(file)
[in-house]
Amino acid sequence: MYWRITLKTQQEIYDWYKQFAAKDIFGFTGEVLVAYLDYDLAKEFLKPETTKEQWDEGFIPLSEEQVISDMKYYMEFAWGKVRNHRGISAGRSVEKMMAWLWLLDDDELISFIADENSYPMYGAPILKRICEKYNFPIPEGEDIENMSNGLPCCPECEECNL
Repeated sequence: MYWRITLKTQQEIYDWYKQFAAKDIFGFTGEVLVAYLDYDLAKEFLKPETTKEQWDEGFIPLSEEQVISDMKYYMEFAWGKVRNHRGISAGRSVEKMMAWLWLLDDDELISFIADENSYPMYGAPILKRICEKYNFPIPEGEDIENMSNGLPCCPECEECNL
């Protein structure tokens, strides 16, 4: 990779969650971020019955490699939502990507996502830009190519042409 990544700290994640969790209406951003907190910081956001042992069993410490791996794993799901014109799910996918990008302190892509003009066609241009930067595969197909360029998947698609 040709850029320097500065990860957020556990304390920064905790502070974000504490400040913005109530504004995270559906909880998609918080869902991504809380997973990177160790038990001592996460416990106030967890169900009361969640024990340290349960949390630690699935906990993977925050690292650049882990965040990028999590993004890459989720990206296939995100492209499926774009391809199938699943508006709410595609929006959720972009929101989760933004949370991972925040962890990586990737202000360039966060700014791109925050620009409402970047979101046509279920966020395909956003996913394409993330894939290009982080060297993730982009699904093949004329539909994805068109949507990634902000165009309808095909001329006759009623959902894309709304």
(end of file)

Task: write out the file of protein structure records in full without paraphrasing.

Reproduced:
[in-house]
Amino acid sequence: MYWRITLKTQQEIYDWYKQFAAKDIFGFTGEVLVAYLDYDLAKEFLKPETTKEQWDEGFIPLSEEQVISDMKYYMEFAWGKVRNHRGISAGRSVEKMMAWLWLLDDDELISFIADENSYPMYGAPILKRICEKYNFPIPEGEDIENMSNGLPCCPECEECNL
Repeated sequence: MYWRITLKTQQEIYDWYKQFAAKDIFGFTGEVLVAYLDYDLAKEFLKPETTKEQWDEGFIPLSEEQVISDMKYYMEFAWGKVRNHRGISAGRSVEKMMAWLWLLDDDELISFIADENSYPMYGAPILKRICEKYNFPIPEGEDIENMSNGLPCCPECEECNL
């Protein structure tokens, strides 16, 4: 990779969650971020019955490699939502990507996502830009190519042409 990544700290994640969790209406951003907190910081956001042992069993410490791996794993799901014109799910996918990008302190892509003009066609241009930067595969197909360029998947698609 040709850029320097500065990860957020556990304390920064905790502070974000504490400040913005109530504004995270559906909880998609918080869902991504809380997973990177160790038990001592996460416990106030967890169900009361969640024990340290349960949390630690699935906990993977925050690292650049882990965040990028999590993004890459989720990206296939995100492209499926774009391809199938699943508006709410595609929006959720972009929101989760933004949370991972925040962890990586990737202000360039966060700014791109925050620009409402970047979101046509279920966020395909956003996913394409993330894939290009982080060297993730982009699904093949004329539909994805068109949507990634902000165009309808095909001329006759009623959902894309709304």